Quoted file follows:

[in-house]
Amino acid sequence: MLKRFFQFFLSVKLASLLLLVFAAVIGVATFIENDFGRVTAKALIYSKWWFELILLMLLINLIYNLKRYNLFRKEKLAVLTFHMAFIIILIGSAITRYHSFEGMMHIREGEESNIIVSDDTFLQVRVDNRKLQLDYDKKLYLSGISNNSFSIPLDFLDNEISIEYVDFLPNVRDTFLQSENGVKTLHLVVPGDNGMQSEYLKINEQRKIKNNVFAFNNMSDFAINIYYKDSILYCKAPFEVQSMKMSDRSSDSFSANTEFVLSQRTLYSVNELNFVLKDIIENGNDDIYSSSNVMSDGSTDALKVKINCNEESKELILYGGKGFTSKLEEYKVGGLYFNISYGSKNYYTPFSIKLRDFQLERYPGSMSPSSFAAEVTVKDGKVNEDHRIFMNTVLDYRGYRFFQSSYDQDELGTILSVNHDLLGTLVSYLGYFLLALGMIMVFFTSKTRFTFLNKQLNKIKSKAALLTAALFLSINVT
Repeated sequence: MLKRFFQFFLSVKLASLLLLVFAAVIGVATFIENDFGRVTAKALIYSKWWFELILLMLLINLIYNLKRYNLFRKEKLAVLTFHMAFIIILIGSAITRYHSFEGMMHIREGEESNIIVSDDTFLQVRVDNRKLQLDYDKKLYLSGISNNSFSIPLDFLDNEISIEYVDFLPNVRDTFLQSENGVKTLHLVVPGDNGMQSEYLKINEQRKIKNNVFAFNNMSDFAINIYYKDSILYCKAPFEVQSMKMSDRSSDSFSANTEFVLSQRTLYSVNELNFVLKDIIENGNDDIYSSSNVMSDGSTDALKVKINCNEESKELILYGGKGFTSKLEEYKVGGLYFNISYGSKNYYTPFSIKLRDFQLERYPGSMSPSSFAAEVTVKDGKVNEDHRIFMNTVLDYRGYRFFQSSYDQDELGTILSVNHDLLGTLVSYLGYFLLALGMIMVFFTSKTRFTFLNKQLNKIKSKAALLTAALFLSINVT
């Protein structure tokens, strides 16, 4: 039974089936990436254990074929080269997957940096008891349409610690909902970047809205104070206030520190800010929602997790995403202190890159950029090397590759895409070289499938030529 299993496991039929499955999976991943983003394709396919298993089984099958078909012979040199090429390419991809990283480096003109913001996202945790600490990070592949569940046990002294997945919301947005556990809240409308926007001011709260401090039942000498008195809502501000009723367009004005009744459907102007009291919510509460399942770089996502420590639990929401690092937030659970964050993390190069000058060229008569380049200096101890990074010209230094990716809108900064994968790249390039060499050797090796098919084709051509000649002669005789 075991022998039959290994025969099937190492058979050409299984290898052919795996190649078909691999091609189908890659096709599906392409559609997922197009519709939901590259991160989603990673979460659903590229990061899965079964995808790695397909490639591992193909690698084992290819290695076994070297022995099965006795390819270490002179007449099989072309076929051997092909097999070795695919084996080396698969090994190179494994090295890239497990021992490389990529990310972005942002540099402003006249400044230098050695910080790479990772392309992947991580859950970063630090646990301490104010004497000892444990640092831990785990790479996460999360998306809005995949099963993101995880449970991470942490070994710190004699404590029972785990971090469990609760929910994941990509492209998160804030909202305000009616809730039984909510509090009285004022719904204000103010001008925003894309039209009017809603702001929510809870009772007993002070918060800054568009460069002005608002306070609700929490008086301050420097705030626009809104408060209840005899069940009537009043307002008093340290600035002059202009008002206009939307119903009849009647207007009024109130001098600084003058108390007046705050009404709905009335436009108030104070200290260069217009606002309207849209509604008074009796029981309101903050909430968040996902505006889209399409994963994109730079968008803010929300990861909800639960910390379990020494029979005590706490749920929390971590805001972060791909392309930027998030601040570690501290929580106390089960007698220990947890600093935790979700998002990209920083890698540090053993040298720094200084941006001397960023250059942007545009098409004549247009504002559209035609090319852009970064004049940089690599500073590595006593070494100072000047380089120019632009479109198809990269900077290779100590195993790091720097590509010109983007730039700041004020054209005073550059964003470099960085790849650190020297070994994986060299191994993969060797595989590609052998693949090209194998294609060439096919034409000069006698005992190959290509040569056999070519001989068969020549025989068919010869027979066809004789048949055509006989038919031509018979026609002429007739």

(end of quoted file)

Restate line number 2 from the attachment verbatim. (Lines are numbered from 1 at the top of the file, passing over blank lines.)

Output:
Amino acid sequence: MLKRFFQFFLSVKLASLLLLVFAAVIGVATFIENDFGRVTAKALIYSKWWFELILLMLLINLIYNLKRYNLFRKEKLAVLTFHMAFIIILIGSAITRYHSFEGMMHIREGEESNIIVSDDTFLQVRVDNRKLQLDYDKKLYLSGISNNSFSIPLDFLDNEISIEYVDFLPNVRDTFLQSENGVKTLHLVVPGDNGMQSEYLKINEQRKIKNNVFAFNNMSDFAINIYYKDSILYCKAPFEVQSMKMSDRSSDSFSANTEFVLSQRTLYSVNELNFVLKDIIENGNDDIYSSSNVMSDGSTDALKVKINCNEESKELILYGGKGFTSKLEEYKVGGLYFNISYGSKNYYTPFSIKLRDFQLERYPGSMSPSSFAAEVTVKDGKVNEDHRIFMNTVLDYRGYRFFQSSYDQDELGTILSVNHDLLGTLVSYLGYFLLALGMIMVFFTSKTRFTFLNKQLNKIKSKAALLTAALFLSINVT